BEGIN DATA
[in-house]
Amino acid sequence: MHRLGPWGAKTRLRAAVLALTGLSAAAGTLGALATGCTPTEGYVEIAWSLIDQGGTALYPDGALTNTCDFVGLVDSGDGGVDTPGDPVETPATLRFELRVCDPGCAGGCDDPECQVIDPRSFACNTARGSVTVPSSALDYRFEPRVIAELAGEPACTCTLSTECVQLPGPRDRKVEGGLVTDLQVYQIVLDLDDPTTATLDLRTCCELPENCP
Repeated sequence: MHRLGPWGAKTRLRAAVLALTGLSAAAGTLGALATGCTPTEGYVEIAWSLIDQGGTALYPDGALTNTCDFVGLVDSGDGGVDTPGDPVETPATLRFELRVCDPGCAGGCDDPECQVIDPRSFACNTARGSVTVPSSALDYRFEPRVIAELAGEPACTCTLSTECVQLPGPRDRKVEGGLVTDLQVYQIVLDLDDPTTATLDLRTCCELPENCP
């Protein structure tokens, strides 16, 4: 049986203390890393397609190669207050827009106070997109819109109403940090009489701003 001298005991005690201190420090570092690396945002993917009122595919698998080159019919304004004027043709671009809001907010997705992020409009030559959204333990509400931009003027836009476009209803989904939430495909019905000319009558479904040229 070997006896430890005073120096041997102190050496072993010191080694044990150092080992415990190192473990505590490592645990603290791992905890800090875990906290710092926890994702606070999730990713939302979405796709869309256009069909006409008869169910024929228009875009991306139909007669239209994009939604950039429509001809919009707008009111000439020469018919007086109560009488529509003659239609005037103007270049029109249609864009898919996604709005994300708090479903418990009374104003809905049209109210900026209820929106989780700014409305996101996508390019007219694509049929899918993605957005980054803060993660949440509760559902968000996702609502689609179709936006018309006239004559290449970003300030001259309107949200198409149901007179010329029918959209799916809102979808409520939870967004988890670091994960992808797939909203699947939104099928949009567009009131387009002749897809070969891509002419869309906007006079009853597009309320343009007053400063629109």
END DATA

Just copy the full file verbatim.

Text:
[in-house]
Amino acid sequence: MHRLGPWGAKTRLRAAVLALTGLSAAAGTLGALATGCTPTEGYVEIAWSLIDQGGTALYPDGALTNTCDFVGLVDSGDGGVDTPGDPVETPATLRFELRVCDPGCAGGCDDPECQVIDPRSFACNTARGSVTVPSSALDYRFEPRVIAELAGEPACTCTLSTECVQLPGPRDRKVEGGLVTDLQVYQIVLDLDDPTTATLDLRTCCELPENCP
Repeated sequence: MHRLGPWGAKTRLRAAVLALTGLSAAAGTLGALATGCTPTEGYVEIAWSLIDQGGTALYPDGALTNTCDFVGLVDSGDGGVDTPGDPVETPATLRFELRVCDPGCAGGCDDPECQVIDPRSFACNTARGSVTVPSSALDYRFEPRVIAELAGEPACTCTLSTECVQLPGPRDRKVEGGLVTDLQVYQIVLDLDDPTTATLDLRTCCELPENCP
């Protein structure tokens, strides 16, 4: 049986203390890393397609190669207050827009106070997109819109109403940090009489701003 001298005991005690201190420090570092690396945002993917009122595919698998080159019919304004004027043709671009809001907010997705992020409009030559959204333990509400931009003027836009476009209803989904939430495909019905000319009558479904040229 070997006896430890005073120096041997102190050496072993010191080694044990150092080992415990190192473990505590490592645990603290791992905890800090875990906290710092926890994702606070999730990713939302979405796709869309256009069909006409008869169910024929228009875009991306139909007669239209994009939604950039429509001809919009707008009111000439020469018919007086109560009488529509003659239609005037103007270049029109249609864009898919996604709005994300708090479903418990009374104003809905049209109210900026209820929106989780700014409305996101996508390019007219694509049929899918993605957005980054803060993660949440509760559902968000996702609502689609179709936006018309006239004559290449970003300030001259309107949200198409149901007179010329029918959209799916809102979808409520939870967004988890670091994960992808797939909203699947939104099928949009567009009131387009002749897809070969891509002419869309906007006079009853597009309320343009007053400063629109």